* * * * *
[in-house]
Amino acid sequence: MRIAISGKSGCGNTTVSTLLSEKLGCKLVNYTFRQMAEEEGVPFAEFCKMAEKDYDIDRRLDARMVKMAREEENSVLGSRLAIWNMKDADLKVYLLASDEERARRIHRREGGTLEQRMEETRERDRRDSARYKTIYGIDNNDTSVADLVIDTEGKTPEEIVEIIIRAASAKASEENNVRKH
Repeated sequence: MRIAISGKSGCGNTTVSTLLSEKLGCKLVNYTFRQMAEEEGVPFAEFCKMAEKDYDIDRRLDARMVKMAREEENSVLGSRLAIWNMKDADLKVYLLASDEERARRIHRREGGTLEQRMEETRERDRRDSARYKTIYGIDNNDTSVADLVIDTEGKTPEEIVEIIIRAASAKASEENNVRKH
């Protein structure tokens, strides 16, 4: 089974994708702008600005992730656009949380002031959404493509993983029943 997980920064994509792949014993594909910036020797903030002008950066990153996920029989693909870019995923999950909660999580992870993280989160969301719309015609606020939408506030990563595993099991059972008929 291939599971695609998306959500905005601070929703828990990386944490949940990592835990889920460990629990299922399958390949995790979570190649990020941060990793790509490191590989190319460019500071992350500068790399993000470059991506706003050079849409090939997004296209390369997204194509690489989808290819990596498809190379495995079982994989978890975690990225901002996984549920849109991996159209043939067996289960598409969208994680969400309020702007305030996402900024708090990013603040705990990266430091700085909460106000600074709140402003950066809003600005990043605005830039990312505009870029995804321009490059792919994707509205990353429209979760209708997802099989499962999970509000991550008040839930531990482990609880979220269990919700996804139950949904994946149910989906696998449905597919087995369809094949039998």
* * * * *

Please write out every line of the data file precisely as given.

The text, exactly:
[in-house]
Amino acid sequence: MRIAISGKSGCGNTTVSTLLSEKLGCKLVNYTFRQMAEEEGVPFAEFCKMAEKDYDIDRRLDARMVKMAREEENSVLGSRLAIWNMKDADLKVYLLASDEERARRIHRREGGTLEQRMEETRERDRRDSARYKTIYGIDNNDTSVADLVIDTEGKTPEEIVEIIIRAASAKASEENNVRKH
Repeated sequence: MRIAISGKSGCGNTTVSTLLSEKLGCKLVNYTFRQMAEEEGVPFAEFCKMAEKDYDIDRRLDARMVKMAREEENSVLGSRLAIWNMKDADLKVYLLASDEERARRIHRREGGTLEQRMEETRERDRRDSARYKTIYGIDNNDTSVADLVIDTEGKTPEEIVEIIIRAASAKASEENNVRKH
């Protein structure tokens, strides 16, 4: 089974994708702008600005992730656009949380002031959404493509993983029943 997980920064994509792949014993594909910036020797903030002008950066990153996920029989693909870019995923999950909660999580992870993280989160969301719309015609606020939408506030990563595993099991059972008929 291939599971695609998306959500905005601070929703828990990386944490949940990592835990889920460990629990299922399958390949995790979570190649990020941060990793790509490191590989190319460019500071992350500068790399993000470059991506706003050079849409090939997004296209390369997204194509690489989808290819990596498809190379495995079982994989978890975690990225901002996984549920849109991996159209043939067996289960598409969208994680969400309020702007305030996402900024708090990013603040705990990266430091700085909460106000600074709140402003950066809003600005990043605005830039990312505009870029995804321009490059792919994707509205990353429209979760209708997802099989499962999970509000991550008040839930531990482990609880979220269990919700996804139950949904994946149910989906696998449905597919087995369809094949039998």